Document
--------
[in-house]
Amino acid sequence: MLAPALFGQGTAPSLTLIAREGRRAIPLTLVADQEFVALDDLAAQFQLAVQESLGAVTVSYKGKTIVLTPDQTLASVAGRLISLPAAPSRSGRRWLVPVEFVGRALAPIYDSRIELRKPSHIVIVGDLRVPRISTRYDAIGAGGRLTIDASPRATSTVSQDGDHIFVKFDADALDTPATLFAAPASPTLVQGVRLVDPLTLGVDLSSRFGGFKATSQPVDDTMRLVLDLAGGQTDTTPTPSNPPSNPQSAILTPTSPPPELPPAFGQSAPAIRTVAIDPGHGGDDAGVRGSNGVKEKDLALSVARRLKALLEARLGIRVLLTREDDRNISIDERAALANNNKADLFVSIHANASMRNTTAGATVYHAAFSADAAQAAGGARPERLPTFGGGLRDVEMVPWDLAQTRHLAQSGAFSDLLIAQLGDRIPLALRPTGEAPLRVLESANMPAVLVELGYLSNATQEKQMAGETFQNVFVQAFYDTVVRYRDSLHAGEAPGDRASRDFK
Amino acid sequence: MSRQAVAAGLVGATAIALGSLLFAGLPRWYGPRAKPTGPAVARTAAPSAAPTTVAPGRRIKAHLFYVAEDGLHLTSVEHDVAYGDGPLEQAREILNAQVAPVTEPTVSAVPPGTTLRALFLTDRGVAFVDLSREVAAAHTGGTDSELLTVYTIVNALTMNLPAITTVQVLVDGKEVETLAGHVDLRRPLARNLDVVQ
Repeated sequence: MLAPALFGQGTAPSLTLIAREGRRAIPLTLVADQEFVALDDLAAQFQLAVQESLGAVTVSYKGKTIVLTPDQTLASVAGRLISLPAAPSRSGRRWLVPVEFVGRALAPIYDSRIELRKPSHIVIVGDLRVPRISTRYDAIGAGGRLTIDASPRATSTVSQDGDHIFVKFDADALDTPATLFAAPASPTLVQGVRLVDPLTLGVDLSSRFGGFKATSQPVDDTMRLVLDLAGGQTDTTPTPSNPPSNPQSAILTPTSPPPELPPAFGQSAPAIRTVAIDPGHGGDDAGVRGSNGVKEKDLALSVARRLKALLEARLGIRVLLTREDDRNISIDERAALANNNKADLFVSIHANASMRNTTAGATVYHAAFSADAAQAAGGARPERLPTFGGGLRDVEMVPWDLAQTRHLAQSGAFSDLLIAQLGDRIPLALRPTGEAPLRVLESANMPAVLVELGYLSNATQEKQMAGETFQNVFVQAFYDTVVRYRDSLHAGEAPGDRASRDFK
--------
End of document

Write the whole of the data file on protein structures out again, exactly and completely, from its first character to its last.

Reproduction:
[in-house]
Amino acid sequence: MLAPALFGQGTAPSLTLIAREGRRAIPLTLVADQEFVALDDLAAQFQLAVQESLGAVTVSYKGKTIVLTPDQTLASVAGRLISLPAAPSRSGRRWLVPVEFVGRALAPIYDSRIELRKPSHIVIVGDLRVPRISTRYDAIGAGGRLTIDASPRATSTVSQDGDHIFVKFDADALDTPATLFAAPASPTLVQGVRLVDPLTLGVDLSSRFGGFKATSQPVDDTMRLVLDLAGGQTDTTPTPSNPPSNPQSAILTPTSPPPELPPAFGQSAPAIRTVAIDPGHGGDDAGVRGSNGVKEKDLALSVARRLKALLEARLGIRVLLTREDDRNISIDERAALANNNKADLFVSIHANASMRNTTAGATVYHAAFSADAAQAAGGARPERLPTFGGGLRDVEMVPWDLAQTRHLAQSGAFSDLLIAQLGDRIPLALRPTGEAPLRVLESANMPAVLVELGYLSNATQEKQMAGETFQNVFVQAFYDTVVRYRDSLHAGEAPGDRASRDFK
Amino acid sequence: MSRQAVAAGLVGATAIALGSLLFAGLPRWYGPRAKPTGPAVARTAAPSAAPTTVAPGRRIKAHLFYVAEDGLHLTSVEHDVAYGDGPLEQAREILNAQVAPVTEPTVSAVPPGTTLRALFLTDRGVAFVDLSREVAAAHTGGTDSELLTVYTIVNALTMNLPAITTVQVLVDGKEVETLAGHVDLRRPLARNLDVVQ
Repeated sequence: MLAPALFGQGTAPSLTLIAREGRRAIPLTLVADQEFVALDDLAAQFQLAVQESLGAVTVSYKGKTIVLTPDQTLASVAGRLISLPAAPSRSGRRWLVPVEFVGRALAPIYDSRIELRKPSHIVIVGDLRVPRISTRYDAIGAGGRLTIDASPRATSTVSQDGDHIFVKFDADALDTPATLFAAPASPTLVQGVRLVDPLTLGVDLSSRFGGFKATSQPVDDTMRLVLDLAGGQTDTTPTPSNPPSNPQSAILTPTSPPPELPPAFGQSAPAIRTVAIDPGHGGDDAGVRGSNGVKEKDLALSVARRLKALLEARLGIRVLLTREDDRNISIDERAALANNNKADLFVSIHANASMRNTTAGATVYHAAFSADAAQAAGGARPERLPTFGGGLRDVEMVPWDLAQTRHLAQSGAFSDLLIAQLGDRIPLALRPTGEAPLRVLESANMPAVLVELGYLSNATQEKQMAGETFQNVFVQAFYDTVVRYRDSLHAGEAPGDRASRDFK